3 Steps To Make Your Training Work With a Volatile Schedule

Photo Credit: fabiennew

My schedule is almost always jam packed. Between the ”day job,” running my new dojo, serving on the BoD at my local fish and game club, and all of life’s other little surprises, there is almost always something I need to be doing.

Some of these demands on my time are constant. I know I’ll always be in the dojo certain nights and that most of the day I’ll be on site working for my clients. Working my training around these fixed obligations is relatively easy.

What’s more difficult is finding time when my schedule changes rapidly. A deadline approaches at work, an impromptu meeting, or maybe even just coming down with a cold all throw a wrench in the works. It’s dealing with an ever changing schedule that really makes consistent training hard.

Fitting your training in

In my situation I’m pretty much forced to find a way to make my training fit in around the rest of my life. I’ve found a few tricks that really help me, hopefully they can help you too.

Break your program into manageable chunks

If you have a tight schedule to work around, you should consider breaking your training program into smaller manageable chunks. Maybe 10 or 20 minutes each.

Breaking your program into small pieces provides two benefits: firstly, shorter sessions can easily be worked in and around your schedule. If your schedule changes, it is a lot easier to move a 20 minute workout around compared to a 2 hour mega workout.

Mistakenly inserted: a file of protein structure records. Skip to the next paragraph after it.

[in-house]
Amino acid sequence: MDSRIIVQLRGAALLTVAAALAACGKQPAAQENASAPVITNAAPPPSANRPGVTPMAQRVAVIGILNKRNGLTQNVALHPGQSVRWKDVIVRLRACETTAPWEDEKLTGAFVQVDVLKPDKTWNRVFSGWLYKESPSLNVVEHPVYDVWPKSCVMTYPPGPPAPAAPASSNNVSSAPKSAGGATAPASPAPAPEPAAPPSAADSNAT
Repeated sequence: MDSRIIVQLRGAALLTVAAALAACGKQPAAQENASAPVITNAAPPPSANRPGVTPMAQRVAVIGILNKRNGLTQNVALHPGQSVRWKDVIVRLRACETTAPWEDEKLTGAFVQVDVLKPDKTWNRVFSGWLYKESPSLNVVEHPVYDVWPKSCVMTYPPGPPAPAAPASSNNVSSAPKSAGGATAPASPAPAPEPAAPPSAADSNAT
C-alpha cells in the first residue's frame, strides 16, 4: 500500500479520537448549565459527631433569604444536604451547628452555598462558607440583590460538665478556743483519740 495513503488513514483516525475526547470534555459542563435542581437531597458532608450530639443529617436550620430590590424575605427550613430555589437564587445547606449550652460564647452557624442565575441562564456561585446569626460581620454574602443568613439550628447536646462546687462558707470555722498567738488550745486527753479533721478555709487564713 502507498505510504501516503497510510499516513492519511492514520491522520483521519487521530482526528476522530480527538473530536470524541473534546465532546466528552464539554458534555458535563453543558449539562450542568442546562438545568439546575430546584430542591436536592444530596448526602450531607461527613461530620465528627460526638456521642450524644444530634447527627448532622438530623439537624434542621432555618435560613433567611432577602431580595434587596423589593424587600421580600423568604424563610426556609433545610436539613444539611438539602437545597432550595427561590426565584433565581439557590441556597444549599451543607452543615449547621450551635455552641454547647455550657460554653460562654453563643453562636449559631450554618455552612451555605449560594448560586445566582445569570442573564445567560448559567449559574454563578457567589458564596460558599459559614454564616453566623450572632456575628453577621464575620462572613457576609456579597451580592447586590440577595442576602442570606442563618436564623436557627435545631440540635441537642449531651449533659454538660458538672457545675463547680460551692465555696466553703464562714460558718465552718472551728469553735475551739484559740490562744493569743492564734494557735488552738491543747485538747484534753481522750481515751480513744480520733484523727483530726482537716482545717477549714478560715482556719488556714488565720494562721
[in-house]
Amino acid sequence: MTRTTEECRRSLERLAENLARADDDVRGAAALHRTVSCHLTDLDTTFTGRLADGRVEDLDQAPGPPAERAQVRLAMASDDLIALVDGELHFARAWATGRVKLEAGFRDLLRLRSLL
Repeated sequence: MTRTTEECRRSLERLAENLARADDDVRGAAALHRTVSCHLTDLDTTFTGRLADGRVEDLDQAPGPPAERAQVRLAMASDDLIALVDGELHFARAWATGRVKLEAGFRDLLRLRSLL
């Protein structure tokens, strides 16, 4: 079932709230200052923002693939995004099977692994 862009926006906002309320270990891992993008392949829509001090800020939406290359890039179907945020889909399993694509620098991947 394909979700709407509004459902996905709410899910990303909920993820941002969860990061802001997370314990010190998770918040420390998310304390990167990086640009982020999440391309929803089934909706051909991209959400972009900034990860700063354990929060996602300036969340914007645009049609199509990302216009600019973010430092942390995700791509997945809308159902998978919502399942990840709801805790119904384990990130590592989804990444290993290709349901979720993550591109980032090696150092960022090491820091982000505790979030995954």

You might even plan to do 3 of your mini sessions back to back under ideal circumstances – but when things change you can easily reorganize your schedule.

Organize your ‘chunks’ into your program

Once you have multiple sessions to draw from, you want to organize them to form a training program. For dry-fire training you might have 5 different dry-fire days, each of which consists of a different routine. Work your dry-fire days in order to ensure an appropriate balance regardless of whether you can do 10 sessions a week or 1.

Using multiple sessions like this means that when something unexpected comes up, it doesn’t destroy your program.

Pick optimal training days and times

My dry-fire days are usually Tuesday, Thursday, and Friday, since those are the days I’m free of most of my evening obligations. As a result I tend to tentatively plan on working my dry-fire sessions in on those days. By keeping these evenings open for dry-fire I force myself to make a consistent effort to work on my goals. Don’t just assume that once you have broken your program into smaller chunks you will train when it strikes you as convenient. You still need a plan, but being flexible with that plan will help you stay on track.

This is how I work around my volatile schedule. Do you have a crazy work or travel schedule to work around? How do you handle it? Do me a favor and post a comment to share your strategies.

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